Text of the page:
The period before any inauguration is always a grim moment for those who didn’t support the person taking the oath. What’s been happening this week, though, is unlike anything we’ve experienced in the living memory of Americans. The “resistance” to President-elect Donald Trump has taken the form of boycotts of the ceremony and counter-programming, including a mass women’s march in Washington the next day. That’s to say nothing of the blizzard of opprobrium directed not only at the president-elect but at anyone who is treating the festivities as if they were part of a normal transition of power. That this kind of nasty criticism is being flung at the Girl Scouts of America, of all organizations, for being one of the groups that will march in the inaugural parade, is significant.
That’s not just because the Scouts are a non-partisan organization taking part in an event which is traditionally considered above politics. It also illustrates that, for partisans in our increasingly bifurcated society, no one is allowed to be neutral in the battle to brand the Trump administration illegitimate.
Part of the blame for this belongs to Trump. His conduct during his campaign and willingness to indulge in extreme rhetoric about groups or individuals who he felt slighted him broke all the conventional rules by which we have always judged presidential candidates. But now that he is about to become president and has assembled a government that is, for the most part, composed of conservative Republicans, the discussion about Trump’s unfitness for office is moot. He must be judged by his deeds as president; not by our opinions about whether he deserved the right to sit at the big desk in the Oval Office.
To a large and vocal minority on the left, Trump isn’t just the guy who shouldn’t have won; his presidency is illegitimate.
We needn’t waste time debunking arguments that back up this assertion. If you don’t like the Electoral College, take it up with James Madison and Alexander Hamilton, not Trump. And as despicable as Moscow’s tactics were, it’s ridiculous to assert that leaked emails saying almost nothing about Hillary Clinton herself had more of an impact on public opinion than the Democratic candidate’s credibility problems. Trump isn’t going to be a normal president anymore than he was a normal candidate, but none of that takes away the legitimacy that his 306 Electoral College votes conferred upon him.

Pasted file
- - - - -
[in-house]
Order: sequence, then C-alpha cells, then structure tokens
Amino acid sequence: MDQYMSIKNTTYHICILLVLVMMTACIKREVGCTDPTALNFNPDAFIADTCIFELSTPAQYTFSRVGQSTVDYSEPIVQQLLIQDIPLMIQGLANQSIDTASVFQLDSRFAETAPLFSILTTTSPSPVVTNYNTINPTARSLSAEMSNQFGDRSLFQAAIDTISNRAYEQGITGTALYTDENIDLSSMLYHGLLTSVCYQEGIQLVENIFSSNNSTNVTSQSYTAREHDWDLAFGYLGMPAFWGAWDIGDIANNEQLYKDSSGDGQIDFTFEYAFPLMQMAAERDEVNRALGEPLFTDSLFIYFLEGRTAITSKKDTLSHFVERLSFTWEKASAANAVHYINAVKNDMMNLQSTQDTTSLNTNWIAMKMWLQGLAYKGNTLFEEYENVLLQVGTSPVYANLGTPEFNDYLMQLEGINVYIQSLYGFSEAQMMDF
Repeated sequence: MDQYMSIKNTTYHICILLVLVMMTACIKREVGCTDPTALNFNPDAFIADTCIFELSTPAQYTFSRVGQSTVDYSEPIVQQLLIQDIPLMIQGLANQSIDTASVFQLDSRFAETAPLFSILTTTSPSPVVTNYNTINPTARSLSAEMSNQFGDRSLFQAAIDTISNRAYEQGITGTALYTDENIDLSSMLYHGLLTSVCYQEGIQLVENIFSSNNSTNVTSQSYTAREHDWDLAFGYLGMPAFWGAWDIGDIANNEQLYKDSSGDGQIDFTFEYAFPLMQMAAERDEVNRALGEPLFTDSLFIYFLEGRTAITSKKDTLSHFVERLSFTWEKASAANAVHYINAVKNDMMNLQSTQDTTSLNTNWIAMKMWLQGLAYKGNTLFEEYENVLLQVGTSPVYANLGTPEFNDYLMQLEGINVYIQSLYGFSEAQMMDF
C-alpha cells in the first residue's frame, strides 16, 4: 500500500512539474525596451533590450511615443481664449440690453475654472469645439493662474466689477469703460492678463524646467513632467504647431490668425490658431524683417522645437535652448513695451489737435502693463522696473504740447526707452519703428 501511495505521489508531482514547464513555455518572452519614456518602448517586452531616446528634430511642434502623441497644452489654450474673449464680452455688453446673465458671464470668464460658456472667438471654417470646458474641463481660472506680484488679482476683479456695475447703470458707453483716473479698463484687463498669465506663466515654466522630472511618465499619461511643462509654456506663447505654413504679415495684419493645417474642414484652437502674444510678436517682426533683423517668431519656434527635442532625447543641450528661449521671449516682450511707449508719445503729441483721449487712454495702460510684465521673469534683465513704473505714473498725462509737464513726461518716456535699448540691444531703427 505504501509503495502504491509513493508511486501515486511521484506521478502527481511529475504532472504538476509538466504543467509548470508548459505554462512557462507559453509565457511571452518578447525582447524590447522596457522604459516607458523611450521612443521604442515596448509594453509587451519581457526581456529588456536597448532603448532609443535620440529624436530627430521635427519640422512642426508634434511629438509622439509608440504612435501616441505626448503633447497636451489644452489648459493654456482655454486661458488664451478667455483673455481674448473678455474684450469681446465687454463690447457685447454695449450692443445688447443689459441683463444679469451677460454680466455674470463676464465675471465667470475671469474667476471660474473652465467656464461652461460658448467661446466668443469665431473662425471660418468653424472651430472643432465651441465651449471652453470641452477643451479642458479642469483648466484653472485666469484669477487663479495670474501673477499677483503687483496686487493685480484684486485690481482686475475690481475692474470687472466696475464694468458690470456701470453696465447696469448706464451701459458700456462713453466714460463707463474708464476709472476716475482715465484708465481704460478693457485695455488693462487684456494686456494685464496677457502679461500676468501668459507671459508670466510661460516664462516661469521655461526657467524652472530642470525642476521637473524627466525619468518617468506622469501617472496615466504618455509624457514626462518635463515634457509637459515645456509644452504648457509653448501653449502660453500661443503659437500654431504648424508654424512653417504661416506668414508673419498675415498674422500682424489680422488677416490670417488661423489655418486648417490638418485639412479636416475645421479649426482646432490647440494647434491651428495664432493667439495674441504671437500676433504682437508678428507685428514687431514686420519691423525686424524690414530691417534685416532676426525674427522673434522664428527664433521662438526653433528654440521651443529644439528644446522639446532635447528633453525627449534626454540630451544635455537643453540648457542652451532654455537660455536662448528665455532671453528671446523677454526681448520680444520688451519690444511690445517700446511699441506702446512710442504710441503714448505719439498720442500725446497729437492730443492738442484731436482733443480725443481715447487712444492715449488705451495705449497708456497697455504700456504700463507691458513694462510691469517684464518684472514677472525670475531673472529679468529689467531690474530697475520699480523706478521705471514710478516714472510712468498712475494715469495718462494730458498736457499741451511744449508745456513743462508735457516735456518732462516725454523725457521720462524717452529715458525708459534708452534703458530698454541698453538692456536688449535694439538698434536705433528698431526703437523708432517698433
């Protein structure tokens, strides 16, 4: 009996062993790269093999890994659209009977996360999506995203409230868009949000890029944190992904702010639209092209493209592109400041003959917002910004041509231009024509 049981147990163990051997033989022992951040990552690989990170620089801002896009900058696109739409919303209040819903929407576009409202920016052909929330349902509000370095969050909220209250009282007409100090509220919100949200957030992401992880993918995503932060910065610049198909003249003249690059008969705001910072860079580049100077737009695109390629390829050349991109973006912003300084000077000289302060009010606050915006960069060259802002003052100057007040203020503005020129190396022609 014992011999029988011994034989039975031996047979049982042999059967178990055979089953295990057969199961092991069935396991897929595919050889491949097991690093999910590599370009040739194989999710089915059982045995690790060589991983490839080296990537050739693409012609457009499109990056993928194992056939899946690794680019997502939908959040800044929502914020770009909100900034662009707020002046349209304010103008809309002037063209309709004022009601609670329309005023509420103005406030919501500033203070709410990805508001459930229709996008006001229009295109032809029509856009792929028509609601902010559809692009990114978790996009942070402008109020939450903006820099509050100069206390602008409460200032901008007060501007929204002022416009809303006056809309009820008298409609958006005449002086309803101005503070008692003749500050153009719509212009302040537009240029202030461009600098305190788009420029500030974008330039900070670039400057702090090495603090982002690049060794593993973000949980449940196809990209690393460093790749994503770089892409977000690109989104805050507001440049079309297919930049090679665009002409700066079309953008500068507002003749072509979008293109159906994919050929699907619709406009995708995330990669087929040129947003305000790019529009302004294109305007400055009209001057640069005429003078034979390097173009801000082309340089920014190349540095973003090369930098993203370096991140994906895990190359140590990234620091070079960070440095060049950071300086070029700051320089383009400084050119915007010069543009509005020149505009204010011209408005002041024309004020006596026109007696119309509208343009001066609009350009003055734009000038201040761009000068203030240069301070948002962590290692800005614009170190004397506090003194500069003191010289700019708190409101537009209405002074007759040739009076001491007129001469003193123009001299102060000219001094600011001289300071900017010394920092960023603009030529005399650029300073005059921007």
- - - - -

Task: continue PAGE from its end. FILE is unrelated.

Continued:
Part of the problem for the left is that their protests seem not so much to revolve around the unique nature of a Trump presidency but around their disagreements with conservative positions on economic and social issues that are embraced by most Republicans. When liberals rant on Facebook about the Trump inaugural being the end of democracy or the prelude to a Weimar-like transition to fascism, they’re mostly complaining about conservative ideas regarding small government, health care, taxes, and abortion. That’s the focus of the Women’s March on Washington, in which the left will parade their contempt for the new government and for those women and girls who may have come to the capital to cheer the swearing-in of a new president.
All of which is to say that when you look at it closely, the talk of illegitimacy is nothing more than resentment at the defeat of a Democrat by a Republican. But in a country where citizens can now almost completely insolate themselves from opposing views on any issue in their social media feeds or choices about which outlets to read, listen to, or watch, agreeing to disagree about divisive issues is no longer possible. That’s why something as innocent as Girl Scouts joining in a non-partisan tradition like the inaugural parade has become controversial. Conceding the legitimacy of a president of the other party has become an act of political courage. For the left, the war on Trump transcends everything, including the notion of political civility that they fault the new president for failing to respect. If that means liberals must blast little girls as traitors to the feminist cause then so much the worse for them.
As was the case with those on the right who treated Barack Obama as illegitimate, the inaugural protests will only help Trump. But the fact that so many Americans are willing to act in this manner provides further evidence of the costs of a bifurcated political culture.